Increasingly, community groups are organizing around issues of work and economic development—in the absence of unions, offering representation, training, and organizing assistance to low-income and immigrant workers across employers and industries. These groups organize across territorial and industrial communities and take into account the diversity of worker identities and interests. Their collective activity has lead to a new thrust in the labor movement that Janice Fine of MIT’s Political Science Department terms “community unionism.” “Community unionism is the political corollary of labor market unionism,” Fine explained. “The community is the fundamental economic organization through which people are connected.”

Examples of community organizing around labor market issues are proliferating. National organizations such as ACORN have partnered with local community groups to mount living wage campaigns across the country. Project QUEST in San Antonio, Texas, joined with the national Industrial Areas Foundation (IAF) to establish a community training and employment center for low-income workers. In Long Island, the Workplace Project’s immigrant worker center passed a statewide unpaid wages law. The Baltimore organization BUILD has worked for the enactment of a series of city-wide labor market ordinances, including living wage, right-to-organize, and right of first refusal ordinances, as well as a “school counts” law that allows mothers moving off welfare to count education toward their work requirement. BUILD’s latest effort is to pass a $5 million endowment to create a Taft-Hartley plan, which includes a multi-employer health care plan for Head Start workers.

Why are community groups increasingly organizing workers? “First, they realize that no amount of public subsidy could compensate for the decline in work and wages,” said Fine. “Also, unions were not organizing in these communities. Finally, self-interest motivated inner-city churches with dwindling congregations and overtaxed social service infrastructures to engage in this new experimentalism.” Although these efforts are distinct and shaped by local concerns, they do share several characteristics in common:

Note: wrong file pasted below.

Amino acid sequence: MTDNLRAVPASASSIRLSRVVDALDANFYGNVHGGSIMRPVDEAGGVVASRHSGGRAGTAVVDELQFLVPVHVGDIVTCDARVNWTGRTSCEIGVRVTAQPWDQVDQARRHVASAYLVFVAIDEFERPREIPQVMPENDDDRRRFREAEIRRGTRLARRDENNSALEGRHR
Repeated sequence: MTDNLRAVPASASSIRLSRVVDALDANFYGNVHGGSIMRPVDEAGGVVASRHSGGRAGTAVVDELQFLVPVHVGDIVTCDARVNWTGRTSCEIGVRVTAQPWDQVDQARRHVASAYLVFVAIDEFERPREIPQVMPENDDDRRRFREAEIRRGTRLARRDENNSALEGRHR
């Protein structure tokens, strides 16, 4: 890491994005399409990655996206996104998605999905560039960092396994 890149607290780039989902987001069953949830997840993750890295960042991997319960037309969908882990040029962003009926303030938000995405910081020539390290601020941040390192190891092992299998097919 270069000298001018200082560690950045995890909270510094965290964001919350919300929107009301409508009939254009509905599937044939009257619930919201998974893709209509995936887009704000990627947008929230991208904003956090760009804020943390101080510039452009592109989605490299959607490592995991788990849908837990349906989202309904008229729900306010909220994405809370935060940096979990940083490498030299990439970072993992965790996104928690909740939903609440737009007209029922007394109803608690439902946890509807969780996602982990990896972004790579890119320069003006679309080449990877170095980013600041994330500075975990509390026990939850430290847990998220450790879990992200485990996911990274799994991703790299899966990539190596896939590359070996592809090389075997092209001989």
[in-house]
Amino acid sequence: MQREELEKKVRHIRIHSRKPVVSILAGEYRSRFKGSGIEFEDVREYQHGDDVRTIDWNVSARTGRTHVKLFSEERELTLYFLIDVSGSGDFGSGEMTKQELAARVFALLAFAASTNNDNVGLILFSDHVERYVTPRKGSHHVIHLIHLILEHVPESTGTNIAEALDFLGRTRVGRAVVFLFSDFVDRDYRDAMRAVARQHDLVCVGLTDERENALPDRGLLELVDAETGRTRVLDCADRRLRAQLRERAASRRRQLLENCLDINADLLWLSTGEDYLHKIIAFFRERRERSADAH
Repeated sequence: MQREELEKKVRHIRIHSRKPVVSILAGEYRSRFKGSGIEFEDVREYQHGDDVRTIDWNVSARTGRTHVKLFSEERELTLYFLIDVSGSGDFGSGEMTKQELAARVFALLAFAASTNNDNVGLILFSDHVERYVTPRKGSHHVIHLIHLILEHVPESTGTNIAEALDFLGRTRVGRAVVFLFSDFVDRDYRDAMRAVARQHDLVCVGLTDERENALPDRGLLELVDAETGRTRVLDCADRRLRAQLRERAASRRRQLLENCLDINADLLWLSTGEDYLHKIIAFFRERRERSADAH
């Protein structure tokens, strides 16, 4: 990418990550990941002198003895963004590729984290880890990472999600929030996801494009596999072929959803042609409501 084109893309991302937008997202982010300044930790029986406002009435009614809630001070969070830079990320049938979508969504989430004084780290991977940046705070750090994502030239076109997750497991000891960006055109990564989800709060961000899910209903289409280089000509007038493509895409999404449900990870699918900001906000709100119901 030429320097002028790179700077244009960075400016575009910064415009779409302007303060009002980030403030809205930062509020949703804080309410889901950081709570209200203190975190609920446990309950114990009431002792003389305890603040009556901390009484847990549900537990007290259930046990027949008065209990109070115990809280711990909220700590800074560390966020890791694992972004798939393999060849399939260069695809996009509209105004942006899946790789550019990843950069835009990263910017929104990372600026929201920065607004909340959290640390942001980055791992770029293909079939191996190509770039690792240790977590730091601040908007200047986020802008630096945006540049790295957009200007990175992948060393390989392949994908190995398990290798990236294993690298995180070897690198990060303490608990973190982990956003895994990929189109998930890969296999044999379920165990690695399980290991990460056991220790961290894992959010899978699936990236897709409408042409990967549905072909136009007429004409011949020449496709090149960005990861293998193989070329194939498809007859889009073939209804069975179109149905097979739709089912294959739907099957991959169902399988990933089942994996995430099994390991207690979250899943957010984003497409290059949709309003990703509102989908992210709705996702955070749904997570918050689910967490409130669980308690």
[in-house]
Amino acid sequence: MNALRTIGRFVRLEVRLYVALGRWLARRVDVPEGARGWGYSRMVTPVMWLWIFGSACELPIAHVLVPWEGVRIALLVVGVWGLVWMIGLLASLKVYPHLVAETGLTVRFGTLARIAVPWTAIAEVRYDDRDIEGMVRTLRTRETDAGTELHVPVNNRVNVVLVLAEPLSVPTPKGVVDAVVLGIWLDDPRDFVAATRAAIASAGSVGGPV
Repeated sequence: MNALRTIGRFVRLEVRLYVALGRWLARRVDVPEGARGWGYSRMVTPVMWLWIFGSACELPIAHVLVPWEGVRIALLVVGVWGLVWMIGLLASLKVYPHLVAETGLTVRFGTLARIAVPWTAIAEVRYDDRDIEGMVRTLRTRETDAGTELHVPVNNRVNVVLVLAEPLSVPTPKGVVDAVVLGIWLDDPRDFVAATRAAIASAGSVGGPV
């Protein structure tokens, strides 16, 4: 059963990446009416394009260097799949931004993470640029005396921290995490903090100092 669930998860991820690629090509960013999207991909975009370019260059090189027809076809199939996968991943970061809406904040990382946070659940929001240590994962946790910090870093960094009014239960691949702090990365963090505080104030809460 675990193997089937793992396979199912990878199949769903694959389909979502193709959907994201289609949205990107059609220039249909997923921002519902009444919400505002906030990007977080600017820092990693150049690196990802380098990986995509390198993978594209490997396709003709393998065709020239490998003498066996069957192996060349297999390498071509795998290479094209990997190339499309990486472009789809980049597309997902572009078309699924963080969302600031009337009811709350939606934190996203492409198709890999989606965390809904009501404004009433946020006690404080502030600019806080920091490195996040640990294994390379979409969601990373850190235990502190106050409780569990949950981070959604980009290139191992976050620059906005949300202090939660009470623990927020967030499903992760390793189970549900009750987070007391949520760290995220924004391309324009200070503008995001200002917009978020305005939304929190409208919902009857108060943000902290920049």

• Community unionism is place-based, nonsectoral, nonoccupational, and nonfirm/industry specific. “In many cases, one low-wage job in the service sector is similar to the next,” said Fine. “Communities of interest exist more around place, race, and ethnicity.” These groups operate largely outside of the labor movement and seek to organize workers in ways that cut across skill and firm boundaries.
  • Community unionism achieves more wins in the public policy arena and with employers in the public sector. Thus far, organizing has been geared more toward public policy fights than workplace organizing or representation. These groups are very successful in raising conditions across a local or regional labormarket through regu lation, as opposed to collective bargaining agreements with individual employers. But the reg- ulations are largely limited to the public sector or to work that is contracted by the public sector.
  • Community unions benefit from a freedom from bureaucracy, but also suffer from a lack of resources. Because these groups are firmly based in community efforts, they are free to experiment and can avoid the cumbersome formalities that accompany NLRB elections, since membership is looser than in traditional unions. However, dues collection is not always systematized, so they lack the resources and experiences of the labor movement.
  • Community unions challenge the definition of unionism itself. “Because they haven’t been conditioned by labor union structures or labor law, they consider themselves to be worker organizations or unions,” said Fine. “But their approach raises a question about what a union actually is.” These groups neither rely on majority elections nor perform collective bargaining. Finally, while they do represent minority unionism, they often have difficulty relating to labor unions because they are unwilling to subsume their efforts under an international rubric or to become part of a mainstream local or regional structure.